How many songs did you write last year?

2? 5? 10? 20?!

What if I told you that you can easily DOUBLE your output in the studio?

What if I told you that you don’t even need to spend more time in the studio?….

Would that be interesting for you?

Ok, I’m teasing…. I know it would :p

And that’s great because the point of this post is to show you exactly how I did it and how YOU can follow that same roadmap to make more music.

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THE FIRST THING you should know is that it doesn’t matter how little music you’ve been writing and recording lately, you can absolutely double your musical output without having to make more time for music!

In 2014, I only wrote 4 tunes.

In 2015, I doubled my output and produced 9 new tunes….

 

 

THEN I had a real big breakthrough and things went a bit crazy…..

In 2016, I wrote, recorded and produced another 1 hundred tunes!!!!

201420152016
49100

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THE SECOND THING you should know is that the biggest roadblock you face as an artist has got nothing to do with music…. 

The biggest roadblock you face as an artist is…..

…..drum roll…..

………………..

the perfectionist mindset!

I could tell you exactly how I went from point A (9 tracks in 12 months) to point B, (100 tracks in 12 months) and it wouldn’t help you one bit if you can’t get it out of your mind that every single track your release has to be “perfect”.

Don’t worry, I know you know this already and you’ve tried getting over it before. 

I’ve got you covered 😉

 

GETTING RID OF THE PERFECTIONIST MINDSET

I’ve already told you that I wrote 100 new tunes in 2016.

That year, I also released  2 albums and 2 EPs in 6 months…

JoKe - Battles of the Beasts - Album CoverAnamorphosis - Sounds From a Thousand Faces - Album Cover
Album Cover - Origin Stories by JoKeAlbum Cover - Prequel by Anamorphosis

Why am I telling you this?

It’s simple really: I want you to know that I released albums and EPs that were NOT perfect (far from it!!!) and…. nothing bad happened to me 😉

I’m still alive, I’m still making music, I’m still licensing music. All is well. 

I’m not making millions but I’m doing ok, doing something I love. 

All because I stopped aiming for perfection and started thinking about a few things differently…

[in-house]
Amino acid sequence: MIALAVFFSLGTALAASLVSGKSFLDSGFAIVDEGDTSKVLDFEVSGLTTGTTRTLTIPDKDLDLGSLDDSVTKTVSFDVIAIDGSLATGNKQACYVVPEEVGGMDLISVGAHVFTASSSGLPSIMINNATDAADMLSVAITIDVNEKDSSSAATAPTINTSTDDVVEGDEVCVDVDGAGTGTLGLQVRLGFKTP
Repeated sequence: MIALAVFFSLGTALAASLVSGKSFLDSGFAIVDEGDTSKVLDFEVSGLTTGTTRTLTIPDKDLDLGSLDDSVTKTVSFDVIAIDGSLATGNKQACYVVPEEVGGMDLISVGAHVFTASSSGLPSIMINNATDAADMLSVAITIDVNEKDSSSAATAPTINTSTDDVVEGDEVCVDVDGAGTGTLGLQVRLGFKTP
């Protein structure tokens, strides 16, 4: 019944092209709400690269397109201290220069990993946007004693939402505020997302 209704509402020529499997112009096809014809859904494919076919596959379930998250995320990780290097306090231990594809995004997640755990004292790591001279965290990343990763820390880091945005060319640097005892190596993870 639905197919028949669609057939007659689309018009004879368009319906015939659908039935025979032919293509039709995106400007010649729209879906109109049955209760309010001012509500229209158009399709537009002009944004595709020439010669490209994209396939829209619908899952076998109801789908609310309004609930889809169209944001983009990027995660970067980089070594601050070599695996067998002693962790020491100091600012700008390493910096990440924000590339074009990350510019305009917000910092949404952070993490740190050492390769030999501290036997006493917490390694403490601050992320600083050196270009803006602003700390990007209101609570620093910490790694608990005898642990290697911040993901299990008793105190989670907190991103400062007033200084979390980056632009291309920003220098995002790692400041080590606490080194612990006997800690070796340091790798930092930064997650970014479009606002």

Pleasure in the job puts perfection in the work - Aristotle

1. “Quality” doesn’t matter, enjoy the process

Quality comes with quantity.

For some reason, we seem to think quantity and quality are mutually exclusive.

They are not.

In my experience….

quality comes with quantity 

↓ ↓ ↓

The more I practice, the better I get.

That’s applicable to music just as it is applicable to sports and office work.

There will be plateaus and short periods of regression but overall, if you keep going, you’ll get better and better at writing music.

And guess what? 

You’re more likely to keep going if you’re enjoying the process.

And you’re more likely to enjoy the process if you’re not focused on the ever elusive target of reaching perfection 😉

Quality can come easily

Sure. Some tracks take ages.

Still, others turn out great in just a couple of hours.

Here’s an example of something I wrote in 30 minutes. No changes, no additional mixing, no nothing.

This is the result after 30 minutes, no cheating:

Well, I like it!

Maybe you don’t. I hope you do but that’s not really the point!

The point is I made something out of nothing and had fun doing it!!! 

Aaaand….. it took me 30 minutes. 

Who’s to judge what’s good and what’s not

For some reason, and even though we know the enjoyment of art is subjective, we seem to think that we’re the best judge of our own music….

 

It’s not for us to say if our music is good or not.

In fact, it’s not for ANYBODY to say!

Some will like your track. Others won’t.

The point is you should enjoy making it.

Then, it makes sense to try to sell it so you can support your musical passion and make others.

Whether you manage to sell it or not, whether that’s through streaming, album sales, licensing or other, doesn’t really matter.

The whole point is you ENJOY making music.

If you don’t, if you spend night after night questioning your self-worth because your last track doesn’t match up to your musical heroes, what’s the point?!!

The less you focus on judging your music and trying to anticipate what others will think, the more you can enjoy the process 😉

The more you enjoy the process, the more music you’ll make, the more you’ll improve your music making.

2. You don’t need anything “more”

You don’t need more time.

Have you noticed how much more time something takes when there’s a long time to do it… There’s actually a name for this phenomenon. It’s called Parkinson’s law…

Parkinson's law - work expands so as to fill the time available for its completion

The truth is you don’t need any more time. 

Yes, even if you have a full-time job and a side gig as a parent of four! 🙂

As long as you can squeeze in 30 minutes here and there, you can make more music.

Little side note here….

If you don’t have 30 minutes to spare for music every week, there are two possibilities:

  1. you have other pastimes, music is simply not a priority at this moment and that’s fine
  2. you have ZERO time for leisure and you’ll be burning out soon…

If you fall into the second category… you might want to check out my post on scheduling music around a full-time job….

If that doesn’t help, donR